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Does my homeowners’ association have to comply with the ADA?

If you are on the board of a co-op or homeowners’ association, you may have concerns that your facility is out of compliance with the Americans With Disabilities Act. This could be a major issue for your organization, with the potential for major liability.

The Americans With Disabilities Act (ADA) is a federal anti-discrimination law that protects people with disabilities from discrimination in employment, public accommodations and transportation. It was intended to ensure that everyone, regardless of disability, enjoys full and equal access to jobs, public areas and transportation.

The ADA requires employers, transportation agencies and those who offer public accommodations to provide reasonable accommodations to people with disabilities. One example of a reasonable accommodation is removing physical barriers or installing workarounds like ramps and curb cuts. Another reasonable accommodation is to provide handicap parking.

Your co-op or HOA could be an employer and offer public accommodations

ADA compliance for employers

The ADA applies to all employers who have 25 or more employees, and many larger co-ops and HOAs meet this threshold. That means that you will need to refrain from discrimination and make reasonable accommodations for any employees with disabilities. Generally, a reasonable accommodation is anything necessary to assist the person in performing their duties that would not cause undue hardship to the employer.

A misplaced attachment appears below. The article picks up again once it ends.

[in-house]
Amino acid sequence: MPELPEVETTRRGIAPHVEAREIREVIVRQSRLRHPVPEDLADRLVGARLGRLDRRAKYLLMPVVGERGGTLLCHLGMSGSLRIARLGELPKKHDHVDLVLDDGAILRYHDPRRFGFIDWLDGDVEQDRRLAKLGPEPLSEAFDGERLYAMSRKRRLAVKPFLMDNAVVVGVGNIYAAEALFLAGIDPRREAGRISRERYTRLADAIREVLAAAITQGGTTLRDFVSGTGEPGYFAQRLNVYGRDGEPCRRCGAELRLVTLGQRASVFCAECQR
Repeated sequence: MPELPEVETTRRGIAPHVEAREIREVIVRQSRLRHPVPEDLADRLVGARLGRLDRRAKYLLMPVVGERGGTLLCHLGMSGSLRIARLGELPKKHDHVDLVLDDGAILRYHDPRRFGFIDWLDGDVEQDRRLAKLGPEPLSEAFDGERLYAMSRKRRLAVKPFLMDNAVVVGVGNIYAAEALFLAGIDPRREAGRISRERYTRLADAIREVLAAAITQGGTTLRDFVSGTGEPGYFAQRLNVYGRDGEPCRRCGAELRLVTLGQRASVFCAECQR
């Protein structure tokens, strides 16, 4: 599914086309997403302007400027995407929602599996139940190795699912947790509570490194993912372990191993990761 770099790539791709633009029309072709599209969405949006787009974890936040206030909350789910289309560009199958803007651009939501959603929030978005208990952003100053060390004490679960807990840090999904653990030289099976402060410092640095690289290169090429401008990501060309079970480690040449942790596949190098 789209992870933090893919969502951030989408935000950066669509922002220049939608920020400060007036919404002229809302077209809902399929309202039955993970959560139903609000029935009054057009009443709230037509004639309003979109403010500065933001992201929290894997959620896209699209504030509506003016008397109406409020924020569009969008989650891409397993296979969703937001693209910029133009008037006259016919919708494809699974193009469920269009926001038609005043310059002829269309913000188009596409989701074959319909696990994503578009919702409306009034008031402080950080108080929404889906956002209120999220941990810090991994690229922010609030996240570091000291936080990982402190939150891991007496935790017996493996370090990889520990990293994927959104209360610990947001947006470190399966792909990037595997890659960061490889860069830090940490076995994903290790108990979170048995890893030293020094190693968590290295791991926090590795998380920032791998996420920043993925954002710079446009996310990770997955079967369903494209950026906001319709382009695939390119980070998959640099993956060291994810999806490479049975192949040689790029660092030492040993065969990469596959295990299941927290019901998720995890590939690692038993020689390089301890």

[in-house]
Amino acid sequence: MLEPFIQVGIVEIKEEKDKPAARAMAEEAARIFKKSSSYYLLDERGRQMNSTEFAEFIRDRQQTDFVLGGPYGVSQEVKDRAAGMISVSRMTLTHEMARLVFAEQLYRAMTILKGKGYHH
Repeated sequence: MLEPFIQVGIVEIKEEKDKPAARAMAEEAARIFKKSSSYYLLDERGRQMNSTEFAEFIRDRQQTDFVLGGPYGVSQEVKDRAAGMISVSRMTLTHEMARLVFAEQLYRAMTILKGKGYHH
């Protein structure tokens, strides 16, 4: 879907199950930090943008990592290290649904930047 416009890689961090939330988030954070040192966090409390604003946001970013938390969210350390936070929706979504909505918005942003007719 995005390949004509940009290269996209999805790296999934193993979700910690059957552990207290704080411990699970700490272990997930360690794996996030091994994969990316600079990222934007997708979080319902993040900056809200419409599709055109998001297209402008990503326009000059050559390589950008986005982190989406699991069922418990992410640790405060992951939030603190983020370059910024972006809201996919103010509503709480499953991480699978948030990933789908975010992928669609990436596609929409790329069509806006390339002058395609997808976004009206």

An undue hardship is something that would be too difficult or expensive to provide, considering the company’s size, business needs and financial resources. The fact that there is some cost involved in an accommodation is not enough to show undue hardship. Also, if more than one accommodation would work for the person with the disability, the employer can choose which one to offer.

In the employment arena, a person can demonstrate they have a covered disability if they are otherwise qualified for the job and:

  • Has a physical or mental condition that substantially limits a major life activity
  • Has a history of such a disability (such as cancer in remission)
  • Is perceived to have a non-transitory physical or mental impairment, even if it is not true

ADA compliance in public accommodations

Many facilities are recognized by law as providing public accommodation, and that includes any areas in your building that are open — or sometimes open — to the general public. The ADA may apply to:

  • Recreational facilities, such as pools, golf courses and tennis courts
  • Places of public gatherings, such as meeting rooms and social halls
  • Food and drink establishments
  • Social service operations like day cares and senior care centers

It does not matter if the public facility is leased to a separate operating entity. The HOA or co-op could still be required to make reasonable accommodations under the ADA.

In addition to any amenities you offer that the public may sometimes enjoy, you should know that your sales or rental office is a public accommodation, as are any public or visitor parking areas. These areas need to be ADA compliant.

If you are unsure whether you need to make a costly upgrade to comply with the ADA, contact an attorney experienced in co-op and HOA law.